The Phoenix Steamboat - Shipwreck Discovered
Sonar team discovers the remains of an early 1800's steamboat PHOENIX
November 2, 2004
Drawing of the Steamer Phoenix operating on Lake Champlain 1817 - 1819
Side scan sonar image of the Steamer Phoenix
Fairport, NY….. June 2, 1979 One hundred and seventy five years has elapsed since the wooden steamboat Phoenix caught fire and sank in Lake Champlain. Memories of that disaster were captured on paper as the sonar survey team, consisting of Jim Kennard and Joe Zarzynski, produced sonar imagery of the skeletal remains of the 146 foot steamboat. Like the mythological bird, Phoenix, this vessel, too, would burn on a funeral pyre and after a moratorium of rest would find rebirth. Hence the veil of time and water parted as the sonar pictured that which survived of the wreck.
The PHOENIX: 1817 – 1819
The Phoenix had become the pride of the side-wheel steamers upon majestic Lake Champlain. The lake is 109 miles long and is located in Vermont, New York, and Quebec.
The Phoenix was built in 1815 and was the second side-wheel steamer on Lake Champlain. She measured 146’ in length by 27’ wide and weighed 336 tons. The ship was on the Whitehall to St.Johns run on September 5, 1819 when, in the early morning hours, a fire broke out in the pantry that spread quickly and engulfed the wooden vessel. An alarm was given and 40 or the 46 passengers on board safely abandoned the burning ship. The Phoenix eventually descended into the cold waters of Lake Champlain after hitting the shoals of Colchester Reef. The Phoenix is considered to be one the lake’s most historic vessels. On July 26, 1817, the ship was used to transport President James Monroe across the lake. In July 1818, the Phoenix brought the remains of General Montgomery to Whitehall, New York. However, the Phoenix’s most notable moment came during the tragedy of its sinking. Richard Sherman, 21 years old, and the son of the original captain, Jahaziel Sherman, commanded the ship. The elder Sherman was convalescing at home with the flu. The ship was about 12 miles north of Burlington, Vermont, when the alarm was given that a fire had broken out in the Phoenix. Apparently some members of the crew after a midnight meal left a candle burning in the galley. Within minutes the ship was ablaze and havoc ruled the ship. As the passengers rushed for the two lifeboats, the young captain brandished two pistols and proceeded to direct an orderly evacuation of the burning ship. Fanned by a north wind, the Phoenix soon was a glowing ember.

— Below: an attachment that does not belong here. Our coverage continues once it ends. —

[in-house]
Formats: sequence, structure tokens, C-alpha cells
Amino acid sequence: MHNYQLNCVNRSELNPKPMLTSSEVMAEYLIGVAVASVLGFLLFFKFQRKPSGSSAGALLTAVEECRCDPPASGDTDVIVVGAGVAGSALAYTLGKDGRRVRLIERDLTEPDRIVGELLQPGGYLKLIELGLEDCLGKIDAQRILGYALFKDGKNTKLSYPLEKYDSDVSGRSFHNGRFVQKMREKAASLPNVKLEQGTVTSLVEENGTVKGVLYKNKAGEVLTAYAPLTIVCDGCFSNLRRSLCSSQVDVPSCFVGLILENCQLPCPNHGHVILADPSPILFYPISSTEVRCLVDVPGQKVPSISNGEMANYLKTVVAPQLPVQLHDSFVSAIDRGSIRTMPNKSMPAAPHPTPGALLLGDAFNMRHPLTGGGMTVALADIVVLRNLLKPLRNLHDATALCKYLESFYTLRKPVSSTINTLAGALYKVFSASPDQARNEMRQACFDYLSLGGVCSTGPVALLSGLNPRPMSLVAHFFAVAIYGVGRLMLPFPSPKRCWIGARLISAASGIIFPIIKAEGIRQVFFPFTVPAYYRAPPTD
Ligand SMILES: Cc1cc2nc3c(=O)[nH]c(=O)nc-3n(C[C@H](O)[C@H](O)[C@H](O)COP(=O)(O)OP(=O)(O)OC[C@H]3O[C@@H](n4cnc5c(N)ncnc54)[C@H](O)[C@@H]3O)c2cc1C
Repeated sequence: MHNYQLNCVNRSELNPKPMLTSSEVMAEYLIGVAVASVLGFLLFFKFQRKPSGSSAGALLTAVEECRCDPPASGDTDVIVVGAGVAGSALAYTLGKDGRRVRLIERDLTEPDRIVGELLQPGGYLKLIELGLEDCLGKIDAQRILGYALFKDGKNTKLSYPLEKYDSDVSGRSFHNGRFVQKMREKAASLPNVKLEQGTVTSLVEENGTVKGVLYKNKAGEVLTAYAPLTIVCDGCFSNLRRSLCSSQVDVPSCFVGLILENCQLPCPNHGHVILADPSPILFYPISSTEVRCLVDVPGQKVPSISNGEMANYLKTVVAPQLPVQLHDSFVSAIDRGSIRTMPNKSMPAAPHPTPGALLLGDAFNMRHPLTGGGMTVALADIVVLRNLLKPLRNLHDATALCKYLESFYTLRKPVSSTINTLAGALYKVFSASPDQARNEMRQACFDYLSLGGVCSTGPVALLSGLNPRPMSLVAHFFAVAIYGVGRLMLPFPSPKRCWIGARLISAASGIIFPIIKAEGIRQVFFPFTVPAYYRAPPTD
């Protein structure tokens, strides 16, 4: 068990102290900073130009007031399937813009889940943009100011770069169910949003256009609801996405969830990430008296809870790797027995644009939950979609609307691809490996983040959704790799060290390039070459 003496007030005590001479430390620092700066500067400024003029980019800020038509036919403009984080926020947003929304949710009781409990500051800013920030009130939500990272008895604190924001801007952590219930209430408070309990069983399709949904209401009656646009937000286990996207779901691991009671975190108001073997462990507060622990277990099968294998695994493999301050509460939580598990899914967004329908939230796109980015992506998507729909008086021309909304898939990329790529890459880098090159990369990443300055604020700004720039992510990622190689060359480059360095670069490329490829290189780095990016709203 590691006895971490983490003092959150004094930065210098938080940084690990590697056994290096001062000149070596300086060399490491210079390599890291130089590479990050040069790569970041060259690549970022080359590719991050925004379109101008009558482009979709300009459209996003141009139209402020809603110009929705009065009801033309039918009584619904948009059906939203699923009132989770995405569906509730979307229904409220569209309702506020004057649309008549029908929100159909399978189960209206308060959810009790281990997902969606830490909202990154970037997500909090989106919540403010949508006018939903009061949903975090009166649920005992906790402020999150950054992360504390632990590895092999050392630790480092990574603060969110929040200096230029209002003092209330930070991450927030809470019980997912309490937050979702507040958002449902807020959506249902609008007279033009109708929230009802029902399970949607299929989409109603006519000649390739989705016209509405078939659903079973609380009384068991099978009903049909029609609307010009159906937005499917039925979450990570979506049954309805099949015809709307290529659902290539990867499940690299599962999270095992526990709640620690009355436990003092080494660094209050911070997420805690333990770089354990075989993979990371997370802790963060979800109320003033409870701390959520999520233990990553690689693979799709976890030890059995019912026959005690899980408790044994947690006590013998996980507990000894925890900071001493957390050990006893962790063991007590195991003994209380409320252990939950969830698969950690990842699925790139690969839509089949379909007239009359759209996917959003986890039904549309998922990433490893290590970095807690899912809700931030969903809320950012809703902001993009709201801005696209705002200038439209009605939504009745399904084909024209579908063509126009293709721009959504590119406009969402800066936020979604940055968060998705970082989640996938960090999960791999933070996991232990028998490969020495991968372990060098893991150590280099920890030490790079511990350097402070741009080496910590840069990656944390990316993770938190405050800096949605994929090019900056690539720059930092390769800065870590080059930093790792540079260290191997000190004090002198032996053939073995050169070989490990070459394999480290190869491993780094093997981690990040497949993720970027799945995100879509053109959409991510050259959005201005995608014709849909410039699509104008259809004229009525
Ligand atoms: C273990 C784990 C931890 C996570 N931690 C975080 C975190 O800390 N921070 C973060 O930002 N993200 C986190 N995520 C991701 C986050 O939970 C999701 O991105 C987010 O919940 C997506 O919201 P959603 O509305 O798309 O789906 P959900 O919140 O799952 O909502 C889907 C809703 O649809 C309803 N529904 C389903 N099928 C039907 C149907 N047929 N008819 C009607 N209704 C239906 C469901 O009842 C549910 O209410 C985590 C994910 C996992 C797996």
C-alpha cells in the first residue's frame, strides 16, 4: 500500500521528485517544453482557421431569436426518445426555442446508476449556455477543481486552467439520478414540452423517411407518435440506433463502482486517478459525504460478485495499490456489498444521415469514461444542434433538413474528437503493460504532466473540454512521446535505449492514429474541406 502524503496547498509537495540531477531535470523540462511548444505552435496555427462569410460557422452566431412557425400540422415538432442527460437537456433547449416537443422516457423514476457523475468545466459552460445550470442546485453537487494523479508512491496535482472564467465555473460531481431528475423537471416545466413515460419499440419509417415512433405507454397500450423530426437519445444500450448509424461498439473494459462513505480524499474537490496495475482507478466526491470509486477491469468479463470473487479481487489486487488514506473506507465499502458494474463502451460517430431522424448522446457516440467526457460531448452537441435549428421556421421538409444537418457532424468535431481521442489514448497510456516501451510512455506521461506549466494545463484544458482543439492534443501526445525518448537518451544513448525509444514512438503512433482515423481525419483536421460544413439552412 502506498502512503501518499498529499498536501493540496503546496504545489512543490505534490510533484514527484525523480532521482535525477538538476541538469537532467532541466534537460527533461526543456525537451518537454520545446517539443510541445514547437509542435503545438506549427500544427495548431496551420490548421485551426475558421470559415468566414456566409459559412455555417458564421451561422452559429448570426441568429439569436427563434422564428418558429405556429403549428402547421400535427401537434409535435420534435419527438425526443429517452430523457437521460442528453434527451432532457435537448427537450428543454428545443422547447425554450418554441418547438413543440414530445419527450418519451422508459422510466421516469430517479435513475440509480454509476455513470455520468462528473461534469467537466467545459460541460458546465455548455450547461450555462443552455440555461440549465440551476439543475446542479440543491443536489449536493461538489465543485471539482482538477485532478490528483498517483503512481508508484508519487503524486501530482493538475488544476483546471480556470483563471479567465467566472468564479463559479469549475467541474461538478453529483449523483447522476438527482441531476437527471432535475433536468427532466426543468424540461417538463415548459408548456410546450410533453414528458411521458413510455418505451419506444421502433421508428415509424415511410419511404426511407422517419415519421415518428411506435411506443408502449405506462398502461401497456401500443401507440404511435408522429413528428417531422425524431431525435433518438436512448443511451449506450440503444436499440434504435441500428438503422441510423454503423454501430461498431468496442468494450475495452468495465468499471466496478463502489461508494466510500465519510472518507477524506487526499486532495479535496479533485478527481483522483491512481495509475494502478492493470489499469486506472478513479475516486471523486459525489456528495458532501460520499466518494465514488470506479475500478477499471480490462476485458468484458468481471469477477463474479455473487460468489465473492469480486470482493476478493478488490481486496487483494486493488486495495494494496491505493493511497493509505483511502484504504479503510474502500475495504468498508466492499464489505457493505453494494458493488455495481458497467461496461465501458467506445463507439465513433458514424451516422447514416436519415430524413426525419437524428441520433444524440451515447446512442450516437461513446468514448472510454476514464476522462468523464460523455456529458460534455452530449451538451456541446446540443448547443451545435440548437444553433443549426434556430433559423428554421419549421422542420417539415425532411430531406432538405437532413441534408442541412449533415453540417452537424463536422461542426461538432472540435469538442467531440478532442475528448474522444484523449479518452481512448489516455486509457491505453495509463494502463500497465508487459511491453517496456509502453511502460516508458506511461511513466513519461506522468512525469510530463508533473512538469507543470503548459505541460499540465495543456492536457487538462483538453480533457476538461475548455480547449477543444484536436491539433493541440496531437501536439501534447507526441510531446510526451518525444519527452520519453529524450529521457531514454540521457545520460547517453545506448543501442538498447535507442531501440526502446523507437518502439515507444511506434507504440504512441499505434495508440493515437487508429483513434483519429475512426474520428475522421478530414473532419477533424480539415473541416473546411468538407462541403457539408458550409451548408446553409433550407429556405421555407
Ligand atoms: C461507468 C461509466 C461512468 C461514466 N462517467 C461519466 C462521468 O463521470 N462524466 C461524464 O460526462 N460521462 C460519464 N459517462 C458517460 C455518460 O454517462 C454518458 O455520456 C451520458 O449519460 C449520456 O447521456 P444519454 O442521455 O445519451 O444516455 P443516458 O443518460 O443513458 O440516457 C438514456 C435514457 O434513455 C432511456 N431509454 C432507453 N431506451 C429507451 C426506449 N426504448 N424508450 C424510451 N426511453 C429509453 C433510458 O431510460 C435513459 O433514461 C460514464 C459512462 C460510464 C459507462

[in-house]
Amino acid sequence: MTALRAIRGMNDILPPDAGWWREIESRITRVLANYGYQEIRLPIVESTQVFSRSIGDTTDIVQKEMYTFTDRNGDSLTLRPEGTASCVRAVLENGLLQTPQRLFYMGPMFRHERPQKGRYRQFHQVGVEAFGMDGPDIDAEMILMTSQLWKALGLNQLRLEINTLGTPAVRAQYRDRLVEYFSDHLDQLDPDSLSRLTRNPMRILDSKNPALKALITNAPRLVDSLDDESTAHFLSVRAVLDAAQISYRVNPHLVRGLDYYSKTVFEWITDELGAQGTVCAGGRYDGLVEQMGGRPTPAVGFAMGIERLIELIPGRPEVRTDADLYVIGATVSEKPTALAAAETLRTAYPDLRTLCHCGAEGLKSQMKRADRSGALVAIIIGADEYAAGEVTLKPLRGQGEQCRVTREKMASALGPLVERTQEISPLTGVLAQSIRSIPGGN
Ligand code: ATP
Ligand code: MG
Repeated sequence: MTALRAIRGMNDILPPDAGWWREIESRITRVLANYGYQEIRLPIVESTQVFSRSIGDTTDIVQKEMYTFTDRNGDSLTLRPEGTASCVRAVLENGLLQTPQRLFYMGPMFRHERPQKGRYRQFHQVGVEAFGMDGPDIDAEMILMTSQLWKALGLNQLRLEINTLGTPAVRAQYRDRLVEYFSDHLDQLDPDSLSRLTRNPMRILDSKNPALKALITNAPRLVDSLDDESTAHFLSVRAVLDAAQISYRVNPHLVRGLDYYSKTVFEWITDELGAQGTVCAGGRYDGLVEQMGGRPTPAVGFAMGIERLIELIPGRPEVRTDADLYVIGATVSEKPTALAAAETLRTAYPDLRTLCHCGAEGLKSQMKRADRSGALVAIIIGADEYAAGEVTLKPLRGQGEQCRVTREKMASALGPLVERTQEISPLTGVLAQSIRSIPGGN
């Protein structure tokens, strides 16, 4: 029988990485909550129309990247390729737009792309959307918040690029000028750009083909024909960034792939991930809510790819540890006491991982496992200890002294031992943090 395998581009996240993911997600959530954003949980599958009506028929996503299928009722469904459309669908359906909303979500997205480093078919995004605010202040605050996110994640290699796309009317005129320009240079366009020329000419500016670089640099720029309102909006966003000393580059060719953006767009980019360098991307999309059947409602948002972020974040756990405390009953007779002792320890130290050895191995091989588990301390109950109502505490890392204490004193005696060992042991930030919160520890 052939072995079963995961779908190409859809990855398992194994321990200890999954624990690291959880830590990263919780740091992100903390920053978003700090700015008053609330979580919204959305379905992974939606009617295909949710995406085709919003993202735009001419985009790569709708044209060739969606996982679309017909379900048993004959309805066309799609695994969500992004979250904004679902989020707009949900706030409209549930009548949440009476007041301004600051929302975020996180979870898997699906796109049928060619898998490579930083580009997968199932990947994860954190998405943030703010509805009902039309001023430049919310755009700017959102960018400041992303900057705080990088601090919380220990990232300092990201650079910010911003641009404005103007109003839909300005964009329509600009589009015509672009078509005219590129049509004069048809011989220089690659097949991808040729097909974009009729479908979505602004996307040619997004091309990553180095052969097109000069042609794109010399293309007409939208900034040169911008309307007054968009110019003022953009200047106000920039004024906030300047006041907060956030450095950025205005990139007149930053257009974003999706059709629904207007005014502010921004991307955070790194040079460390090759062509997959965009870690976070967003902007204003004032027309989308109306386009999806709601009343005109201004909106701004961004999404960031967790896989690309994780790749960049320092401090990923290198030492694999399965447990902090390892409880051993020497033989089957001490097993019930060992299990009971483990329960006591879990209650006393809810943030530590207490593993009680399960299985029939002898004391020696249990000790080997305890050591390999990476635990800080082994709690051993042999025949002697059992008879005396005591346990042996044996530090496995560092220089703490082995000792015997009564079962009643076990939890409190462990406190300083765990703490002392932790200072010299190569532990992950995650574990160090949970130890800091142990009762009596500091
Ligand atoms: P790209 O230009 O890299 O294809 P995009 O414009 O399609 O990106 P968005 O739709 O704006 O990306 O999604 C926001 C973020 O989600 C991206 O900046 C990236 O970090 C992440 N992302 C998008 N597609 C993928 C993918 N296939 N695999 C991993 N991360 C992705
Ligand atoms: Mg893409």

As the Phoenix floundered in the night the two lifeboats were loaded with a many people as possible and sent to nearby Providence Island. However, eleven persons still remained aboard the flaming deck. Captain Sherman then persuaded these others to take to the water clutching benches, tables, and anything that might hold them afloat. After five minutes of the discovery of the fire, the steamer had been evacuated. The young captain Sherman was the last to depart his ship in the tradition of the maritime. He was located over two hour’s later, unconscious upon a table-leaf near Stave Island. The Phoenix, lighting the sky with its flames, drifted along with the waves off Colchester Reef until it burned to the water, then perished upon the rocks of the reef. Within the next few months the engine and other salvageable items were removed from the burned out hull. Most likely the remaining skeletal frame of the Phoenix was pulled off of the reef by the winter’s ice flow or done intently to remove a potential obstruction to other ships.
This disaster was not without an act of criminal depravity. One of the passengers was an employee from a bank located in Burlington, Vermont and carried a satchel of money that amounted to over $8000. During the chaos of the evacuation and rescue efforts the carpetbag was stolen. Upon discovering the theft, he ordered his son to pursue the culprit and retrieve the cash. The son soon apprehended the thief at Bells Ferry and captured the bandit, thus reclaiming the currency.
The sonar discovery of the remains of the Phoenix was a triumph for state of the art technology and responsible research. The sonar team located the Phoenix within 90 seconds of deploying the side scan sonar. During approximately the same period of time, and independent of Kennard and Zarzynski, the Phoenix was also located accidentally by Don Mayland while instructing deep diving techniques for a class of SCUBA diving students.
Location: N44° 32.98, W73° 20.11
Just north of the Colchester Reef